Discovery Communications could be eyeing the creation of European regional sports networks built on the Pan-European sports networks it already controls through its recently acquired Eurosport channels.
Silver Spring, Md.-based Discovery bought a controlling (51%) interest in Eurosport in May. The service has several pay TV brands — Eurosport, Eurosport HD, Eurosport 2, Eurosport 2 HD, Eurosport Asia-Pacific and Eurosportnews — that generally have focused on lower-cost rights like German Bundesliga soccer outside of Germany, skiing and cycling. The channels recently scored ratings gains with French Open tennis matches, averaging about 1.36 million viewers, and broke the 50-million viewer mark in France with cycling’s Tour de France.
“We think we can build Eurosport by being strategic and working with our partners,” Discovery CEO David Zaslav said at the Communacopia conference last week. Eurosport “has one feed that is sold on a Pan-European basis; we can put it into all 70 countries without adding one sales person. We also have a strong local presence. In some cases we think we can build a very strong local sports channel.”
Zaslav coyly replied “maybe” when asked whether those channels would be based on a U.S. regional sports network model.
The time might be ripe for European regional sports, Lee Berke, CEO of sports consultancy LHB Sports, Entertainment & Media, said.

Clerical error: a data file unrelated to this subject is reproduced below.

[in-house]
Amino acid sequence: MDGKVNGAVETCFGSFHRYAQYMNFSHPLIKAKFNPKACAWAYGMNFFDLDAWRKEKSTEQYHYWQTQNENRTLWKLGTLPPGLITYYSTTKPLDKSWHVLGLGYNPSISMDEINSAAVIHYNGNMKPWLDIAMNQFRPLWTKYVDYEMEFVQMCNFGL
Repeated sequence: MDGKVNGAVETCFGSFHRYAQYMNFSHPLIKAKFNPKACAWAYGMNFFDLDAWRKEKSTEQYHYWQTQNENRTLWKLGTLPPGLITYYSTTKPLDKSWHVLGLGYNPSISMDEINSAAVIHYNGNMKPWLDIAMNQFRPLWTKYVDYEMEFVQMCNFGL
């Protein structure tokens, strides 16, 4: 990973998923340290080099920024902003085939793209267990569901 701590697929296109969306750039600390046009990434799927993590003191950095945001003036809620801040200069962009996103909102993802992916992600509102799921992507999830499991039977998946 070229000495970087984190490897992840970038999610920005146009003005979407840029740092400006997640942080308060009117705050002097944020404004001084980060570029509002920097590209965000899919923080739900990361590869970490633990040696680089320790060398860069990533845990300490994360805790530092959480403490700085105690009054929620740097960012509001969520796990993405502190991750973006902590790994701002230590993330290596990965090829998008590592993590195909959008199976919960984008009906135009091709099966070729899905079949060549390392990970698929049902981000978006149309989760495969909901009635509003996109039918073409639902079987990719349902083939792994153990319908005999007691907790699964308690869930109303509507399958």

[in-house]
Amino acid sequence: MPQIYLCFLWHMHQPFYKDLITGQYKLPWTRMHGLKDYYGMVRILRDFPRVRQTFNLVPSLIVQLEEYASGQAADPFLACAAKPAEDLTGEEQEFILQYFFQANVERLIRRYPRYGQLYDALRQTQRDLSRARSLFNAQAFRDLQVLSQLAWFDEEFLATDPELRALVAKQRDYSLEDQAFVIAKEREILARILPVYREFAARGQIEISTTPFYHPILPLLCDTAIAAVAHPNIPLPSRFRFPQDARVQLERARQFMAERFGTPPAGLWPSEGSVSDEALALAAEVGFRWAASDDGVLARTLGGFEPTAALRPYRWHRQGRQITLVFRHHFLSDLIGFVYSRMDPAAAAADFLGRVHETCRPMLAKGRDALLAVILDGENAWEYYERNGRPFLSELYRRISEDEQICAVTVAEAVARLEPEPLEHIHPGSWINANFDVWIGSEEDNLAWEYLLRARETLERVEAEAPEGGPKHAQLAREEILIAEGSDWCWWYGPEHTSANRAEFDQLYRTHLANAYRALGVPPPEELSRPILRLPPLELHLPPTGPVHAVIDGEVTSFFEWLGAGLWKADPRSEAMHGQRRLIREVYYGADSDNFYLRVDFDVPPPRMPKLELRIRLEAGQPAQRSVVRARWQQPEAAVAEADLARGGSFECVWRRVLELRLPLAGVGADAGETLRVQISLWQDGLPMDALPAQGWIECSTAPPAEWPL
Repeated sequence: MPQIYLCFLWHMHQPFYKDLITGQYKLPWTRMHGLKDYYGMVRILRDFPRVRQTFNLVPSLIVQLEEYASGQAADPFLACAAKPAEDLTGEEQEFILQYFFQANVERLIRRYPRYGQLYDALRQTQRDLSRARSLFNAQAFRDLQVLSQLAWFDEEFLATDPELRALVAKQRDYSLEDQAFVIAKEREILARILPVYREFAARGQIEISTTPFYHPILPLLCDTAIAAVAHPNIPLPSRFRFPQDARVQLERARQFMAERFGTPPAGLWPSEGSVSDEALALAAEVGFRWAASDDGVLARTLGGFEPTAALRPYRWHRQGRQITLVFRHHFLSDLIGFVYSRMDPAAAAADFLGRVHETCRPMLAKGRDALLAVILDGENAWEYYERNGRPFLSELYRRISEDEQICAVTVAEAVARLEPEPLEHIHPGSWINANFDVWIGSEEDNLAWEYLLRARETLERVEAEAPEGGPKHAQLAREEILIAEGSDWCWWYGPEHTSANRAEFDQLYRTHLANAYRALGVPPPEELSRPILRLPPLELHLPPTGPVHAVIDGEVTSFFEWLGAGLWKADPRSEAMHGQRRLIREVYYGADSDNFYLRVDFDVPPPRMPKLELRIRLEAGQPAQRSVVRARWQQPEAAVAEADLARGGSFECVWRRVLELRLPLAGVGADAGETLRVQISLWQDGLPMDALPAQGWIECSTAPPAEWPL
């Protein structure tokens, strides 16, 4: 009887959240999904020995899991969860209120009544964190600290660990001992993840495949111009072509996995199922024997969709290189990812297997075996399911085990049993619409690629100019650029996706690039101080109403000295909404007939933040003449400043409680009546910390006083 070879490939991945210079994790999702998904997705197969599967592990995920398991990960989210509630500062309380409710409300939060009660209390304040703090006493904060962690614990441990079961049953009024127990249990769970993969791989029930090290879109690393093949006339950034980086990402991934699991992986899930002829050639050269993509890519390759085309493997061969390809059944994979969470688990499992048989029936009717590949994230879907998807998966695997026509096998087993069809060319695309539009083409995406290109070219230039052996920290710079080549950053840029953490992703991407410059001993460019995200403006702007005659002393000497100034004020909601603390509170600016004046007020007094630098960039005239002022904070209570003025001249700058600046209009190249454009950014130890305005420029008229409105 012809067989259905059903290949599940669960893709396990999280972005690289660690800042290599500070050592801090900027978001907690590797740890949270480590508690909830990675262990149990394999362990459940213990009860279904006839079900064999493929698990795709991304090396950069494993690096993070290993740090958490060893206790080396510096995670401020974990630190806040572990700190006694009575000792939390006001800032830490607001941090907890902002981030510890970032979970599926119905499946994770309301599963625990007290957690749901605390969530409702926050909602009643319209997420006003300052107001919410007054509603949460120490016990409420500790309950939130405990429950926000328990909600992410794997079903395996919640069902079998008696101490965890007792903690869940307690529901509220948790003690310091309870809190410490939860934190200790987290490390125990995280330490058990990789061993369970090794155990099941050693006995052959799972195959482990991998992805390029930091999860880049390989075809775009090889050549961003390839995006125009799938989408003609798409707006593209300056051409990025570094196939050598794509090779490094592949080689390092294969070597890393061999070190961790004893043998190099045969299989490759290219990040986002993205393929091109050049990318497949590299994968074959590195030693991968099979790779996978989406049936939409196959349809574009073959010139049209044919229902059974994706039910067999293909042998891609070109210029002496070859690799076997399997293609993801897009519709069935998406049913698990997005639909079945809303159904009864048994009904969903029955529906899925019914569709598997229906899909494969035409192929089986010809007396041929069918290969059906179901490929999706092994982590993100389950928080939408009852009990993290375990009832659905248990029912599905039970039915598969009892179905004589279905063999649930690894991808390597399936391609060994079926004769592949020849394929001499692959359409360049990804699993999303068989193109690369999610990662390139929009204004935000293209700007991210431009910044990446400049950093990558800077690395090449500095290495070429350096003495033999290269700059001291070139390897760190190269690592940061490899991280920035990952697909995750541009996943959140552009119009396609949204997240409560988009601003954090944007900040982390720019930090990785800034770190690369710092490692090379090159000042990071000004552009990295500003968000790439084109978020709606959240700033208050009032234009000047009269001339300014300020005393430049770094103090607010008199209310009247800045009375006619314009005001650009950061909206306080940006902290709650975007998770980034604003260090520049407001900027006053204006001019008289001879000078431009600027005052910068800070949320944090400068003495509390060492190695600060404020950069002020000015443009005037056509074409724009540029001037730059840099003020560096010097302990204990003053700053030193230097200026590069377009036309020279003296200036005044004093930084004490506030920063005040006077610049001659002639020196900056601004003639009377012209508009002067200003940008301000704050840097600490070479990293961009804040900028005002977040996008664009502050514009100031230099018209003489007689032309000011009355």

While most prestige rights are locked into long-term contracts with big European distributors — such as BSkyB’s and BT’s $4.9-billion, three-year lock on England’s Barclays Premier League soccer — Berke sees room for channels built around a particular sport or team. “That’s where I think you can get some traction,” he said.
The biggest questions are which rights, which sports and how much money would Discovery be willing to spend. But the programmer has been willing to open its checkbook. This year, it teamed with Liberty Global to buy production company All3Media for about $1 billion and is expected to team up with Liberty Media to bid on a 49% stake in Formula One Racing, worth about $4 billion.
Berke also said Eurosport could build channels around supplemental and shoulder programming from teams, as well as regional skiing, Scandinavian hockey and European basketball.
Other U.S. networks’ efforts to secure major rights in Europe have not had much long-term success. ESPN, for example, had Barclays Premier League rights for a time, but then sold its U.K. and Ireland channels to BT last year. ESPN still has a strong digital European presence through its espn.co.uk website and others, but has shifted international focus mainly towards Latin America.
That could mean the market has room for a well-run competitor, and Eurosport has the experience to possibly pull it off, Berke said. “They have navigated their way through distribution country by country,” he said. “ My guess is they’re saying some of the same things we’re saying here in the U.S. — more interest in developing a range of programming on a range of screens and a range of distribution outlets.”